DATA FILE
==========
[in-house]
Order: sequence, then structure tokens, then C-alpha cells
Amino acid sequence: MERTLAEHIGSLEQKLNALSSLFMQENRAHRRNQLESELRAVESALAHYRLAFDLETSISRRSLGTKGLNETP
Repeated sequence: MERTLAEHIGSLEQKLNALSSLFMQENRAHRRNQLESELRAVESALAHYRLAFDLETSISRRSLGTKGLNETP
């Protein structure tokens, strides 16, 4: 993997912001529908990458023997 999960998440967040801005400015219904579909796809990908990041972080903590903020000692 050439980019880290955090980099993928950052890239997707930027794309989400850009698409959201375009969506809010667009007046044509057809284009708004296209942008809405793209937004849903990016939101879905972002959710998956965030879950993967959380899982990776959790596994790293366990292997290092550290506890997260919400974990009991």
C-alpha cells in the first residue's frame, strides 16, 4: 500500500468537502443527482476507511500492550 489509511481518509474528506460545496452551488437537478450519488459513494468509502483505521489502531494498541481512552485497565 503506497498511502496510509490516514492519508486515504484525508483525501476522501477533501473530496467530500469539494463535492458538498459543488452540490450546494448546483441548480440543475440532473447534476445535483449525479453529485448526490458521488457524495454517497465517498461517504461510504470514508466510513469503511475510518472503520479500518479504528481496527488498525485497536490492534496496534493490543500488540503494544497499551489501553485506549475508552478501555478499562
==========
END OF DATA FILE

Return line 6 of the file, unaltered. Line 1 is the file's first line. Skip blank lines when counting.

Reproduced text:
C-alpha cells in the first residue's frame, strides 16, 4: 500500500468537502443527482476507511500492550 489509511481518509474528506460545496452551488437537478450519488459513494468509502483505521489502531494498541481512552485497565 503506497498511502496510509490516514492519508486515504484525508483525501476522501477533501473530496467530500469539494463535492458538498459543488452540490450546494448546483441548480440543475440532473447534476445535483449525479453529485448526490458521488457524495454517497465517498461517504461510504470514508466510513469503511475510518472503520479500518479504528481496527488498525485497536490492534496496534493490543500488540503494544497499551489501553485506549475508552478501555478499562